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ELE4205 Antennas

ELE4205 Antennas

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Published by: Eng Simon Peter Nsozi on Jun 26, 2012
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ALL RIGHTS RESERVED
Electromagnetic Radiation
A system of conductors/material media which is connected to a power source so as to producea time varying electromagnetic field in an external region will radiate energy. When this systemis arranged so as to optimise the radiation of energy from some portion of the system while atthe same time minimising/suppressing radiation from the rest of the system, that portion of thesystem is called an
antenna.Antenna Fundamentals
An antenna acts as a transducer for converting a movement of charge on a conductor intoelectromagnetic waves propagating in free space (transmitter function) and the reverse process(receiver function). It is assumed that the antenna is connected to a known power source bymeans of a transmission line/waveguide. Reception and transmission antennas have similar characteristics and therefore the two words will be used synonymously and sometimes the sameantenna is often used for both purposes. The antenna is an integral part of any radiocommunication system and thus its design is of paramount importance to a Radio Engineer.
Vector (Ā) and Scalar () Potentials
ϕ
The electric and magnetic fields are so closely inter-related that one can never be definedwithout the other unlike in electrostatics and magnetostatics. This relationship is shown in
Maxwell’s equations
of electromagnetics.
 B E 
=×
(1)
 J  D H 
+=×
(2)
 ρ 
=
D
(3)
0
=
B
(4) Note: In a material media with electrical properties ε
and µ
, the constitutive electric andmagnetic field equations are re-written as:
 E  D
o
ε ε 
=
(5a)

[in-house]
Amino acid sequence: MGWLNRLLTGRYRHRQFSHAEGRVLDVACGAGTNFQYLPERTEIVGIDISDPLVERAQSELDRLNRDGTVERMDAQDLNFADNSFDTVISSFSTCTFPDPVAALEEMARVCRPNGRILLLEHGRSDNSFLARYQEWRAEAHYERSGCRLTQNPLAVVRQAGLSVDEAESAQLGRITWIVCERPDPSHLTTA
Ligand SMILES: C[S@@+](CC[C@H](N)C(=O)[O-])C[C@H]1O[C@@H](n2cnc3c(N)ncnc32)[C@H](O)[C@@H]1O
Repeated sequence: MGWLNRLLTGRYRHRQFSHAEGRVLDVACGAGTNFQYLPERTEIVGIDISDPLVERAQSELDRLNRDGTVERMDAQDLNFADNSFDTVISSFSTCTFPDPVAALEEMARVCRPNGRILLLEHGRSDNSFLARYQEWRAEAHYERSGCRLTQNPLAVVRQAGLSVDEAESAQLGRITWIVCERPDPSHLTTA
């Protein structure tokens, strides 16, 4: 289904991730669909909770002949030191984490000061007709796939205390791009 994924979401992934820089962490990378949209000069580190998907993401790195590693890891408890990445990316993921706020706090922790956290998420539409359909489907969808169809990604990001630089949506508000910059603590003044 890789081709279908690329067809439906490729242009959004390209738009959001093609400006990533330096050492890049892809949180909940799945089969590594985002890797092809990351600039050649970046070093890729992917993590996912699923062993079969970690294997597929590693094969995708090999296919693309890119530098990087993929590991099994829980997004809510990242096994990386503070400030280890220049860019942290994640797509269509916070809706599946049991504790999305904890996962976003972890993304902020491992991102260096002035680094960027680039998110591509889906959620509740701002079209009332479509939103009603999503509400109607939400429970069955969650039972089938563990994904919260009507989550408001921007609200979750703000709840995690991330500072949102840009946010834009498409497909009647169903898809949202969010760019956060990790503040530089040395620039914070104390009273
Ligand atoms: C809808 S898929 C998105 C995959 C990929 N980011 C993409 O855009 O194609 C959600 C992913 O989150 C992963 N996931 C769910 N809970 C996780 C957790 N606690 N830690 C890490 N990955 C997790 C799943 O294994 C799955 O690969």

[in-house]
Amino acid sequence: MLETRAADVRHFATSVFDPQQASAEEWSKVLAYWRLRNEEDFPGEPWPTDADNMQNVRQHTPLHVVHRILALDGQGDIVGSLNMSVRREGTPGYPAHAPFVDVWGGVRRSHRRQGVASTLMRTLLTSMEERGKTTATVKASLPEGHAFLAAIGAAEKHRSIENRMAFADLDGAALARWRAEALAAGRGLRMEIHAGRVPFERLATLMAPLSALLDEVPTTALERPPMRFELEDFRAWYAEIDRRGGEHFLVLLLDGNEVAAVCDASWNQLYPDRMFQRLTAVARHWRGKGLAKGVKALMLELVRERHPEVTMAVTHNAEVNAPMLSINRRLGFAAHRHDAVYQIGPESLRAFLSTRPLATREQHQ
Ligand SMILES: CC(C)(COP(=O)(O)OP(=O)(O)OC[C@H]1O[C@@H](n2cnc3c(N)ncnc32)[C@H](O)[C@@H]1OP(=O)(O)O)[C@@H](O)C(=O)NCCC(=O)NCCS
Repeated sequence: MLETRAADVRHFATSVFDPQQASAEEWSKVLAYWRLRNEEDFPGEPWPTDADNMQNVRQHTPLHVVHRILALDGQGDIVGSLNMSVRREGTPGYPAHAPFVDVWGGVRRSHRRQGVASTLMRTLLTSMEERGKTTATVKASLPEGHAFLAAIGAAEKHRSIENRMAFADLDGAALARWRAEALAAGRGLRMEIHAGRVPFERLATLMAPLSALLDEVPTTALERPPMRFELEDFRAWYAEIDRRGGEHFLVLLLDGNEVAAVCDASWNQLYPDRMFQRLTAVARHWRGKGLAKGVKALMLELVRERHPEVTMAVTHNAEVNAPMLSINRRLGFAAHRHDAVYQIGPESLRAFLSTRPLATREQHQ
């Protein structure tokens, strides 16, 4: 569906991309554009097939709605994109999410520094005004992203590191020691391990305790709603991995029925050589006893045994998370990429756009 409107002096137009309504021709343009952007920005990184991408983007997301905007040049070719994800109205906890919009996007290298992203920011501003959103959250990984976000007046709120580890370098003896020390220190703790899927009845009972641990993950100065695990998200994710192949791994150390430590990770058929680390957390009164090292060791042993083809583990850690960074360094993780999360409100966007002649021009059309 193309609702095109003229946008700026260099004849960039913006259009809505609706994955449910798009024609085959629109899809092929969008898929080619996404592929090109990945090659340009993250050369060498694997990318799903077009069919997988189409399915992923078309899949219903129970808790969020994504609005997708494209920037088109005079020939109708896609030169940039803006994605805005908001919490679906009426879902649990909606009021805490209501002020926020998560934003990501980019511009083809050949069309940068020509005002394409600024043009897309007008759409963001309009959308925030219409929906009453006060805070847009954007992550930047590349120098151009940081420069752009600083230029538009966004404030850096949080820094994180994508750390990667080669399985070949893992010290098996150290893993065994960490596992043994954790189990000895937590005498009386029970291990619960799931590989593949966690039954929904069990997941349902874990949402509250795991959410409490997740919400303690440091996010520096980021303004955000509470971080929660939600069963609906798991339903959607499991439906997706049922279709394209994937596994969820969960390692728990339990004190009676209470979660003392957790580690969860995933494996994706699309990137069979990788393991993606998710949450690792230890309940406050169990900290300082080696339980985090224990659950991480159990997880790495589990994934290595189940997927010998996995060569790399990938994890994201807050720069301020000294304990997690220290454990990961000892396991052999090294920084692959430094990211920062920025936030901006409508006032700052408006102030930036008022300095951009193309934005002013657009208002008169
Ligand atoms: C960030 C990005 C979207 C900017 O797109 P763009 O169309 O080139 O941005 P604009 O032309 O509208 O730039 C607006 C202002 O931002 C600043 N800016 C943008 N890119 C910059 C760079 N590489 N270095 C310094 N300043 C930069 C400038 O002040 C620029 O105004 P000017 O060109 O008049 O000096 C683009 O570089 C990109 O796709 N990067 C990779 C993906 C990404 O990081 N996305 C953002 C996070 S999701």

H  B
o
 µ  µ 
=
(5b)
1
AWM ELE4205 ANTENNASELECTRICAL ENG DEPT MAKEREREUNIVERSITY
 
ALL RIGHTS RESERVED
In electromagnetic waves, the magnetic and electric are related to the vector (Ā) and scalar ()
ϕ
  potentials. These are in turn also related to their sources which are: current density (J) andcharge density (ρ). Consider the distribution of charge density,
 
 ρ(r,t)
which varies with spaceand time. The relationship between the charge density and current density is manifested in the
continuity equation
.
( )( )
 J 
=
,,
ρ 
(6)We wish to relate the magnetic and electric fields to their sources, i.e. current density, J andcharge density, ρ. However, equations 1 and 2 are coupled in a complex fashion, with the resultthat it is difficult to relate H and E to J and ρ directly.Taking the curl of 1 and 2 with substitutions of Maxwell’s equations yields:
 J  E  E 
=××
µ  µε 
22
(7)
 J  H  H 
×+=××
22
 µε 
(8)Using the vector identity:
( )
 F  F 
2
=××
and equation 3 in equations 7 & 8:
 J  E  E 
+     =
µ ε  ρ  µε 
222
(9)
 J  H  H 
×=
222
 µε 
(10)The LHS of equations 9 & 10 are travelling wave equations.In order relate the vector (Ā) and scalar () potentials to the sources J and ρ, it is necessary to
ϕ
 make use of supporting functions, i.e.
( )
0
×
and
( )
0
×
Therefore the vector potential, Ā is defined as:
 A B
×=
(11)Thus from eq. 1 & 11
2
AWM ELE4205 ANTENNASELECTRICAL ENG DEPT MAKEREREUNIVERSITY
 
ALL RIGHTS RESERVED
(
 A E 
×=×
(12)
0
=      +×
 A E 
(13)Hence, 
φ 
=+
 A E 
(14)Equations 2, 3 and 14 are used to show how Ā and are related to their respective sources J
ϕ
 and ρ. Using equation 2 and 11, we obtain:
( )
 E  A
+=××
ε  µ 
1
(15) Note: All the vectors have space and time functional relationships, i.e.
(r,t).
 Using 14 and 15 together with the above vector identity gives:
( )
[ ]
 A A A
+     =
φ ε ε  µ 
222
1
(16)Using 3 and 14 also gives:
(
ε  ρ φ 
=
2
 A
(17)The partial differential equations 16 and 17 are coupled since each of them contains Ā and .
ϕ
 Since
 A
×
is already known, it’s also necessary to determine
 A
in order to define Ācompletely.
 A vector field is completely specified only if its curl and divergence are defined.
The Lorentz gauge condition (equation 18 below) defines Ā completely and is used to decoupleĀ and .
ϕ
0
=+
 A
φ  µε 
(18)Substituting 18 in 16 gives:
3
AWM ELE4205 ANTENNASELECTRICAL ENG DEPT MAKEREREUNIVERSITY

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